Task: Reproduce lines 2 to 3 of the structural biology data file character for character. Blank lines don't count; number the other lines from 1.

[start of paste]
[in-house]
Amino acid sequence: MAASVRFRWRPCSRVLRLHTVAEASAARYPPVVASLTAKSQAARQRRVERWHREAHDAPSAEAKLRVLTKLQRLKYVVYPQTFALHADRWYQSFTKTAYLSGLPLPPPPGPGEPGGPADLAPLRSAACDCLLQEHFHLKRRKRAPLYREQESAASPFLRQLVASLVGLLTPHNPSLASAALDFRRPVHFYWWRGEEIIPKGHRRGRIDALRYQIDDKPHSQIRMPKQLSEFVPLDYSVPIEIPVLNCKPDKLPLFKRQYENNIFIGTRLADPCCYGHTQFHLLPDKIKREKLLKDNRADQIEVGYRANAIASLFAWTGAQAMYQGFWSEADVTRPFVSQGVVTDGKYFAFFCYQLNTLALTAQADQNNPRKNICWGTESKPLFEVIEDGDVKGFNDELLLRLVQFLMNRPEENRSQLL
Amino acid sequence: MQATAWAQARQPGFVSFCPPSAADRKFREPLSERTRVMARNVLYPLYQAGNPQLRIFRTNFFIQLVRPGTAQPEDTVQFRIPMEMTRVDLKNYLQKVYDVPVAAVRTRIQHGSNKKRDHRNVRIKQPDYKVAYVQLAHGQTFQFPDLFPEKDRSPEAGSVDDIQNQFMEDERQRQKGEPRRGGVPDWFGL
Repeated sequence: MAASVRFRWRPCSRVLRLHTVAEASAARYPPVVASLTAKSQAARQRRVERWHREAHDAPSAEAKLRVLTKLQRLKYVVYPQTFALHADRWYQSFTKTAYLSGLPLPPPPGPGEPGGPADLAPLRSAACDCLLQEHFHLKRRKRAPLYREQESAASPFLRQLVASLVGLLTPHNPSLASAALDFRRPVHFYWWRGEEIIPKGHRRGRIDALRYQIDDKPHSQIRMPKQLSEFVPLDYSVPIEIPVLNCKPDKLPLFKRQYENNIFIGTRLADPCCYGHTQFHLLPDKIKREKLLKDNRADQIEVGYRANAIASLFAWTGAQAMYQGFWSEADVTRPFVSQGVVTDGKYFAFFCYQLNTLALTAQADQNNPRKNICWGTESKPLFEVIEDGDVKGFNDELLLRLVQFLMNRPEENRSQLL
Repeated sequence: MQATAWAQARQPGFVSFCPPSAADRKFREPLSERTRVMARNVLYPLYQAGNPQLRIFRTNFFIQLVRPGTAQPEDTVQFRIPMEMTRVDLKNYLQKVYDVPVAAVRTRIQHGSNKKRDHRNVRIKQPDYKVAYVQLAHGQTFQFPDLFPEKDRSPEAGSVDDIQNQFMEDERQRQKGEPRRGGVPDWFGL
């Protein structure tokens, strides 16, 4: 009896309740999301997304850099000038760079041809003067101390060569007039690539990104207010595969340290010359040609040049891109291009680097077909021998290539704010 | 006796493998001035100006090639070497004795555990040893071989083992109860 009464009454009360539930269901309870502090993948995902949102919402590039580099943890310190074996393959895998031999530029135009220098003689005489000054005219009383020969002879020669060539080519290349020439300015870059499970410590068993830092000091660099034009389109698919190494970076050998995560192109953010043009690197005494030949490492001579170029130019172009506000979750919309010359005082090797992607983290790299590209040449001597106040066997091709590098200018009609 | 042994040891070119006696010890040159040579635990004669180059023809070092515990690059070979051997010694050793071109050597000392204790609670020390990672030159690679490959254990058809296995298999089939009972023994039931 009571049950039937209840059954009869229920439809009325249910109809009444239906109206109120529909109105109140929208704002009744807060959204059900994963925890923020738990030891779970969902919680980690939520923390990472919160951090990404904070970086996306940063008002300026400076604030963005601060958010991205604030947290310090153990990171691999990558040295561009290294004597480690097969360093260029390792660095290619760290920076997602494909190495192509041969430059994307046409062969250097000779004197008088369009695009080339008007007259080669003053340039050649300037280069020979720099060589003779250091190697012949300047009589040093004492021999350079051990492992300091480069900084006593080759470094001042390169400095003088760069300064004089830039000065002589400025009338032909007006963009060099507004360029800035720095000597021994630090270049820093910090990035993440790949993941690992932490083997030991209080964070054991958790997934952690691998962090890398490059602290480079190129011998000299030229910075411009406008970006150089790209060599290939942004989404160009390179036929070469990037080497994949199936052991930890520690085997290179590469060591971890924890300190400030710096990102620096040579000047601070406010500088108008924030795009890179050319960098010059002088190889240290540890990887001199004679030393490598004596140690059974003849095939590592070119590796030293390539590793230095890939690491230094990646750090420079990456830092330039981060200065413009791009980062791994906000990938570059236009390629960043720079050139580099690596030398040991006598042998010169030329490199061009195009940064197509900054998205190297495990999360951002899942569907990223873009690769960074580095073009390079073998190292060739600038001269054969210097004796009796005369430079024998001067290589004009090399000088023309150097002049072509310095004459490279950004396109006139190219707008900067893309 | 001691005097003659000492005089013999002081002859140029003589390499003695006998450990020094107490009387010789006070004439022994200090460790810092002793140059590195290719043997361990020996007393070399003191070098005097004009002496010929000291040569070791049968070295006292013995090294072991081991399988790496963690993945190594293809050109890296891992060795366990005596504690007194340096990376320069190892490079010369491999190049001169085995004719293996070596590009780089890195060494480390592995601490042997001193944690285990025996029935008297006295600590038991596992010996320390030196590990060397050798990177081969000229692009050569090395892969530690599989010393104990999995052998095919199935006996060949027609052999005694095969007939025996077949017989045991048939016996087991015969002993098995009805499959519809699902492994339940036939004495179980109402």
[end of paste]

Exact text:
Amino acid sequence: MAASVRFRWRPCSRVLRLHTVAEASAARYPPVVASLTAKSQAARQRRVERWHREAHDAPSAEAKLRVLTKLQRLKYVVYPQTFALHADRWYQSFTKTAYLSGLPLPPPPGPGEPGGPADLAPLRSAACDCLLQEHFHLKRRKRAPLYREQESAASPFLRQLVASLVGLLTPHNPSLASAALDFRRPVHFYWWRGEEIIPKGHRRGRIDALRYQIDDKPHSQIRMPKQLSEFVPLDYSVPIEIPVLNCKPDKLPLFKRQYENNIFIGTRLADPCCYGHTQFHLLPDKIKREKLLKDNRADQIEVGYRANAIASLFAWTGAQAMYQGFWSEADVTRPFVSQGVVTDGKYFAFFCYQLNTLALTAQADQNNPRKNICWGTESKPLFEVIEDGDVKGFNDELLLRLVQFLMNRPEENRSQLL
Amino acid sequence: MQATAWAQARQPGFVSFCPPSAADRKFREPLSERTRVMARNVLYPLYQAGNPQLRIFRTNFFIQLVRPGTAQPEDTVQFRIPMEMTRVDLKNYLQKVYDVPVAAVRTRIQHGSNKKRDHRNVRIKQPDYKVAYVQLAHGQTFQFPDLFPEKDRSPEAGSVDDIQNQFMEDERQRQKGEPRRGGVPDWFGL